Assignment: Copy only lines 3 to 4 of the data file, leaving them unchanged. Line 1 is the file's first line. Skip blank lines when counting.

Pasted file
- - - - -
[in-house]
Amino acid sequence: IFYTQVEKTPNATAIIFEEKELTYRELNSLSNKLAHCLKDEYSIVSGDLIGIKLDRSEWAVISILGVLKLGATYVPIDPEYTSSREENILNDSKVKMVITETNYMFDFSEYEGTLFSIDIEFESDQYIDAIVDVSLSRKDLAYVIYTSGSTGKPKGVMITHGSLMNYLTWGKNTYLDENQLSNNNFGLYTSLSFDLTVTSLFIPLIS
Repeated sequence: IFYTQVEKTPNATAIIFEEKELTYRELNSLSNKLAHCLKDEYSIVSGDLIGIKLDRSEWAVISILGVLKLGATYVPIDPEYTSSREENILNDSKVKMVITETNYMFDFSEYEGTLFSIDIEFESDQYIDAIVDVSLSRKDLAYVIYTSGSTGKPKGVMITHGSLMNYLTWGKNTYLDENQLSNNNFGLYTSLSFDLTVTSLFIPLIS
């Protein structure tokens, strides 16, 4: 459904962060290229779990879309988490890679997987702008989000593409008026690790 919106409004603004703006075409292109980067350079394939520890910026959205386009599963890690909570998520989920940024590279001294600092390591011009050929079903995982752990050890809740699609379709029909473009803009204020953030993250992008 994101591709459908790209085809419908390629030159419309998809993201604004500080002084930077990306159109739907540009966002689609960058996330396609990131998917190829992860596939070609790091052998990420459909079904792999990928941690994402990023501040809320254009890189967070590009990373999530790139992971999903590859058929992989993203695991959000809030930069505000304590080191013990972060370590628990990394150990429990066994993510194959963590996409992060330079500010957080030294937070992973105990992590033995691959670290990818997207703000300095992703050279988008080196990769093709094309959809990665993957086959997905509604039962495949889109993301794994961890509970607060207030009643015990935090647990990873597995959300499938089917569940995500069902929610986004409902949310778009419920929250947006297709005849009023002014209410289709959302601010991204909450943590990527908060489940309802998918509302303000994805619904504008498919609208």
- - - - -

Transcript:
Repeated sequence: IFYTQVEKTPNATAIIFEEKELTYRELNSLSNKLAHCLKDEYSIVSGDLIGIKLDRSEWAVISILGVLKLGATYVPIDPEYTSSREENILNDSKVKMVITETNYMFDFSEYEGTLFSIDIEFESDQYIDAIVDVSLSRKDLAYVIYTSGSTGKPKGVMITHGSLMNYLTWGKNTYLDENQLSNNNFGLYTSLSFDLTVTSLFIPLIS
């Protein structure tokens, strides 16, 4: 459904962060290229779990879309988490890679997987702008989000593409008026690790 919106409004603004703006075409292109980067350079394939520890910026959205386009599963890690909570998520989920940024590279001294600092390591011009050929079903995982752990050890809740699609379709029909473009803009204020953030993250992008 994101591709459908790209085809419908390629030159419309998809993201604004500080002084930077990306159109739907540009966002689609960058996330396609990131998917190829992860596939070609790091052998990420459909079904792999990928941690994402990023501040809320254009890189967070590009990373999530790139992971999903590859058929992989993203695991959000809030930069505000304590080191013990972060370590628990990394150990429990066994993510194959963590996409992060330079500010957080030294937070992973105990992590033995691959670290990818997207703000300095992703050279988008080196990769093709094309959809990665993957086959997905509604039962495949889109993301794994961890509970607060207030009643015990935090647990990873597995959300499938089917569940995500069902929610986004409902949310778009419920929250947006297709005849009023002014209410289709959302601010991204909450943590990527908060489940309802998918509302303000994805619904504008498919609208």